>
>     Of course we can write some lines of OWL code so that a reasoner can
>     infer a dedicated concept scheme for all skos:member instances of each
>     skos:Collection, but ...
>
>     All this raised the question if it wouldn' have been better either
>     to ...
>
>     (a) define one single pattern as part of the SKOS standard how to
>     specify any subset of skos:Concept individuals as the value set of a
>     property,
>
>     (b) strictly use subclasses of skos:Concept to describe any kind of
>     subsets of skos:Concept individuals, so nobody would need any kind of
>     attachment to the rdfs:range to refer to this subset.
>
>     (b) is my preferred solution of (a).
>
>     After thinking this over more and more, I find that the given
>     definition
>     of skos:ConceptScheme has introduced a fatal and completely needless
>     structural redundancy. This could have been avoided by deciding
>     for (b).
>
>     To be more general:
>
>     skos:ConceptScheme priotises domain conventions over common and shared
>     (better: to be shared) RDFS/OWL patterns.
>
>     I found something similar in the Data Structure Definition of Data
>     Cubes. Dave (cc) will understand, as we had some discussion about this
>     topic ;-)
>
>     I strictly believe it is a better strategy to convince each domain
>     inheritance of a single global standard with only few
>     indispensable options.
>
>     Following each of the aquainted  domain pattern leeds to structural
>     weakness  of this one global standard, as everything can be expressed
>     using multiple patterns even though one pattern can fit all. In
>     the open
>     world, each reasoner needs to understand all those domain patterns.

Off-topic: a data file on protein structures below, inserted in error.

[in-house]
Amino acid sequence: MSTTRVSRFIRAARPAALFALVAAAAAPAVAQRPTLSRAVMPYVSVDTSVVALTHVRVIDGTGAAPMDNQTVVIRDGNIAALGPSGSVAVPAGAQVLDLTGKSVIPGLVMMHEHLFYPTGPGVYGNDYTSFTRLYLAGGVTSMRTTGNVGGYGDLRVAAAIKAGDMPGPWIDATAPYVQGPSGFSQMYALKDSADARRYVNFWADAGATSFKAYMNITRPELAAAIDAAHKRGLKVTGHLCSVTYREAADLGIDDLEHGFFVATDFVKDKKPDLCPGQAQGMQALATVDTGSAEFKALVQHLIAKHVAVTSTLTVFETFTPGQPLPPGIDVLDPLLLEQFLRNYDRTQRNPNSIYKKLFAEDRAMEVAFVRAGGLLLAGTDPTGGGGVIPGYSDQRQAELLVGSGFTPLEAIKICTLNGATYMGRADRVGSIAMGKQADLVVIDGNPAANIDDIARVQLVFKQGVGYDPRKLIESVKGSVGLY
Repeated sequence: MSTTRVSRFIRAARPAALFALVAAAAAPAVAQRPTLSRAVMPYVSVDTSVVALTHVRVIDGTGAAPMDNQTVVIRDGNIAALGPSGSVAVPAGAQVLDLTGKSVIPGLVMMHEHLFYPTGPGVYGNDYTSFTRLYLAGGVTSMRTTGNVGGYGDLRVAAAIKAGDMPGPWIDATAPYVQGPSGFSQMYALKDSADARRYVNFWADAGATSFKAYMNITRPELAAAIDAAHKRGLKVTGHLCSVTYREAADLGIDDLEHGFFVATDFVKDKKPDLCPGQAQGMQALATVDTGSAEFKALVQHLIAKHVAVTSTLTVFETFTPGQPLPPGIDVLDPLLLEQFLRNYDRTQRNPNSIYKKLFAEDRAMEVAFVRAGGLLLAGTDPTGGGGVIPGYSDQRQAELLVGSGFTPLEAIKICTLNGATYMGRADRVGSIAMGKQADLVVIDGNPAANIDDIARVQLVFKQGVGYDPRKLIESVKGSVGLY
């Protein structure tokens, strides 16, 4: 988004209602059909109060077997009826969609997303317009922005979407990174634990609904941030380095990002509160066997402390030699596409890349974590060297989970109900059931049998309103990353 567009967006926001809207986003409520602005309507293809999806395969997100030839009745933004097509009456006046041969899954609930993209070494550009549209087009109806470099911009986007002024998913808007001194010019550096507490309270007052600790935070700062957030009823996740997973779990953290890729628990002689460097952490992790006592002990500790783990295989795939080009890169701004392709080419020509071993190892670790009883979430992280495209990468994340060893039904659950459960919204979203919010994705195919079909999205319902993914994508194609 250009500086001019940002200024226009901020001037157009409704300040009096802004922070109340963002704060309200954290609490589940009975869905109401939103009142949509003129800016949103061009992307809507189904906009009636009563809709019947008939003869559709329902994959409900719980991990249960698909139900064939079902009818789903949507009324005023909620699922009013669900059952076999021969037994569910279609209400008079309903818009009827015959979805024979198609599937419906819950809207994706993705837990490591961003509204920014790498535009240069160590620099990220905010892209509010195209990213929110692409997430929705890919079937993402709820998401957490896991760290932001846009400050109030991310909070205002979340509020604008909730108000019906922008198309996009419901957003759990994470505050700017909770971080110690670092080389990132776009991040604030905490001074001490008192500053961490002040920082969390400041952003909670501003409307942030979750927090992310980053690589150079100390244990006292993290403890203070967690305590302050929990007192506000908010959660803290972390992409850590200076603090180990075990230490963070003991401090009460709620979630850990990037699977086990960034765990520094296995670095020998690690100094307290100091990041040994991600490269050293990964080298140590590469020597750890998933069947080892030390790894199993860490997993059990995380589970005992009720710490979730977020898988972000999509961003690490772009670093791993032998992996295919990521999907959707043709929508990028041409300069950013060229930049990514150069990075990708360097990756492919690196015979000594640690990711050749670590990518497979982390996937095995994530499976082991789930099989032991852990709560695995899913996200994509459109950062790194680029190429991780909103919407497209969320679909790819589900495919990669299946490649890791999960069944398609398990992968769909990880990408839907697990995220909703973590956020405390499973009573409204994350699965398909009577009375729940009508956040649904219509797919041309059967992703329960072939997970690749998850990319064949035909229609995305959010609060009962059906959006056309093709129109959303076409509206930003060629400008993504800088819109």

>     This is a quite obscure requirement.
>
>     Dave et al. is conciliatory with SDMX and weakens RDFS/OWL by this.
>     SKOS is conciliatory with the ISO thesaurus people and weakens
>     RDFS/OWL
>     by this.
>     The same happens more and more in any domain, and may be it is too
>     late
>     to stop this, or even roll this back.
>
>     I am quite sad about this.
>     Unfortunately, W3C has no clear governance in this question (@Sandro).
>     Sometimes I feel a working draft becomes a recommendation only by
>     public
>     rating in some domain which has no understanding of the power of pure
>     RDFS/OWL .
>
>     Sorry if I have taken so much of your time, if you have read until
>     here.
>
>     Finally I quote some lines from Neill Young: "Ambulance Blues"
>     which may
>     talk about myself:
>
>     "And I still can hear him say:
>     You're all just pissin' in the wind
>     You don't know it but you are".
>
>     Think I even know it.
>
>     Best regards,
>     Thomas
>
>
>
>     [1] http://innoq.github.com/led/
>     [2] http://www.w3.org/TR/vocab-data-cube/
>     [3] https://github.com/innoq/iqvoc/
>     [4] http://www.w3.org/TR/2009/REC-skos-reference-20090818/#L1101
>
>     Am 22.08.2012 21:15, schrieb Antoine Isaac:
>     > Dear Thomas,
>     >
>     > I'm ccing public-esw-thes@w3.org
>     <mailto:public-esw-thes@w3.org>. Perhaps this was the one you were
>     > looking for!
>     >
>     > (1) & (2)
>     > You probably mean, if a ConceptScheme could be defined as a
>     class, of
>     > which the concepts of a given concept scheme are instances?
>     > That would be the way to proceed, if you want to use the concept
>     > scheme directly as the range of a property.
>     > This is has never been suggested for inclusion in SKOS. In fact
>     it is
>     > not forbidden, either. You can assert rdf:type statements between
>     > concepts and a concept scheme, if you want.
>     > You can also define an adhoc sub-class of skos:Concept (say,
>     > ex:ConceptOfSchemeX), which includes all concepts that related to a
>     > specific concept scheme (ex:SchemeX) by skos:inScheme
>     statements. This
>     > is quite easy using OWL. And then you can use this new class as the
>     > rdf:range.
>     >
>     > The possibility of these two options makes it less obvious, why
>     there
>     > should be a specific feature in SKOS to represent what you want.
>     > But more fundamentally, it was perhaps never discussed, because it's
>     > neither a 100% SKOS problem, nor a simple one.
>     > It's a bit like the link between a document and a subject concept:
>     > there could have been a skos:subject property, but it was argued
>     that
>     > Dublin Core's dc:subject was good enough.
>     > But it's maybe even worse than that :-) There are indeed discussions